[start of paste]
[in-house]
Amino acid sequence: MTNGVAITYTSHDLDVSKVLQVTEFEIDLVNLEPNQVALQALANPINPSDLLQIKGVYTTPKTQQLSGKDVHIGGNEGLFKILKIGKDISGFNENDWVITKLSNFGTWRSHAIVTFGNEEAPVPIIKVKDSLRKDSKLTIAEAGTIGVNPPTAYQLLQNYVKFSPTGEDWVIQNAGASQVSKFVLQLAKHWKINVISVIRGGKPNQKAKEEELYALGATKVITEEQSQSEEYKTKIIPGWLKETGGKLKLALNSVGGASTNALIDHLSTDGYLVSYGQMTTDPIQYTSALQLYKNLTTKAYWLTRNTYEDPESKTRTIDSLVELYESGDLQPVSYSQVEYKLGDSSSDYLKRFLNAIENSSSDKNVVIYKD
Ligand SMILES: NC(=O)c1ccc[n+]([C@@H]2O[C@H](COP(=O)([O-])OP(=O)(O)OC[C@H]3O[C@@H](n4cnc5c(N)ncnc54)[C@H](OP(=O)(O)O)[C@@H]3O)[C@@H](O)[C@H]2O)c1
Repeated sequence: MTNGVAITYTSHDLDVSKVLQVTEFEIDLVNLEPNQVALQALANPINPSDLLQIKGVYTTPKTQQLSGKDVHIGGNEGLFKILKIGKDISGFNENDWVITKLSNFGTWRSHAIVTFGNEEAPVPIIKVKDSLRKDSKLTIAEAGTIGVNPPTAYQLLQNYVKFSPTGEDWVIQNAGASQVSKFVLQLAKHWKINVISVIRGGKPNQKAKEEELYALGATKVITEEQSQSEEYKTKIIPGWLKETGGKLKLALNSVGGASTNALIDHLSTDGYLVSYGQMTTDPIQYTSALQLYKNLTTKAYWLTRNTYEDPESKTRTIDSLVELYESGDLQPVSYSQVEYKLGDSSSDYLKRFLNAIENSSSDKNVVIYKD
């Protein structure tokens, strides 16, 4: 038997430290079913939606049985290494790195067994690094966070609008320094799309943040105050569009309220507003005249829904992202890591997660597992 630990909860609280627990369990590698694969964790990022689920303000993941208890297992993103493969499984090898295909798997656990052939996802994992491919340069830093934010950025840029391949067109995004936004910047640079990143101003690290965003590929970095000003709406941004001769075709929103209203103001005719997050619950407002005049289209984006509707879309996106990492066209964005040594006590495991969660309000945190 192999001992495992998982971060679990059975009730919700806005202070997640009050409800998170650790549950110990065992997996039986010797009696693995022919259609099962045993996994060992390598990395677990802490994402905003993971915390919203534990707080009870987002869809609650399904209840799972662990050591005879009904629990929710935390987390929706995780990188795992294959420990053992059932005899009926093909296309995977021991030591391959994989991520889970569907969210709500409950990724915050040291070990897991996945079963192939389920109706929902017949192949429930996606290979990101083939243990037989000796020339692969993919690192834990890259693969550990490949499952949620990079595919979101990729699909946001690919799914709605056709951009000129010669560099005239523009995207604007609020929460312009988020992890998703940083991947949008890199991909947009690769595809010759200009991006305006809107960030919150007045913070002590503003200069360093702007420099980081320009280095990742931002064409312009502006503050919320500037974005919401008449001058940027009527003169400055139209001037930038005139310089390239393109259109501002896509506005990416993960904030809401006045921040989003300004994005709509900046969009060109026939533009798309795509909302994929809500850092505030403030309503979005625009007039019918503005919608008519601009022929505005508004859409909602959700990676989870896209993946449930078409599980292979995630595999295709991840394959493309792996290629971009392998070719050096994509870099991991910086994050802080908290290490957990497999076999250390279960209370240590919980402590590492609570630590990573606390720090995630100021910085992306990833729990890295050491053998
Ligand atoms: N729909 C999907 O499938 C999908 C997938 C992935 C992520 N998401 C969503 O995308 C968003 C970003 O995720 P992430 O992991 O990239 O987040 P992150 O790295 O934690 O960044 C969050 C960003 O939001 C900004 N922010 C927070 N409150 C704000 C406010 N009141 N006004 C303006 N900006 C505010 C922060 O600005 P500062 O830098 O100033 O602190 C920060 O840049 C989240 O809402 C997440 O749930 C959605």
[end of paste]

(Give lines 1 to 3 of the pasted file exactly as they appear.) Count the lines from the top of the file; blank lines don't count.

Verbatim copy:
[in-house]
Amino acid sequence: MTNGVAITYTSHDLDVSKVLQVTEFEIDLVNLEPNQVALQALANPINPSDLLQIKGVYTTPKTQQLSGKDVHIGGNEGLFKILKIGKDISGFNENDWVITKLSNFGTWRSHAIVTFGNEEAPVPIIKVKDSLRKDSKLTIAEAGTIGVNPPTAYQLLQNYVKFSPTGEDWVIQNAGASQVSKFVLQLAKHWKINVISVIRGGKPNQKAKEEELYALGATKVITEEQSQSEEYKTKIIPGWLKETGGKLKLALNSVGGASTNALIDHLSTDGYLVSYGQMTTDPIQYTSALQLYKNLTTKAYWLTRNTYEDPESKTRTIDSLVELYESGDLQPVSYSQVEYKLGDSSSDYLKRFLNAIENSSSDKNVVIYKD
Ligand SMILES: NC(=O)c1ccc[n+]([C@@H]2O[C@H](COP(=O)([O-])OP(=O)(O)OC[C@H]3O[C@@H](n4cnc5c(N)ncnc54)[C@H](OP(=O)(O)O)[C@@H]3O)[C@@H](O)[C@H]2O)c1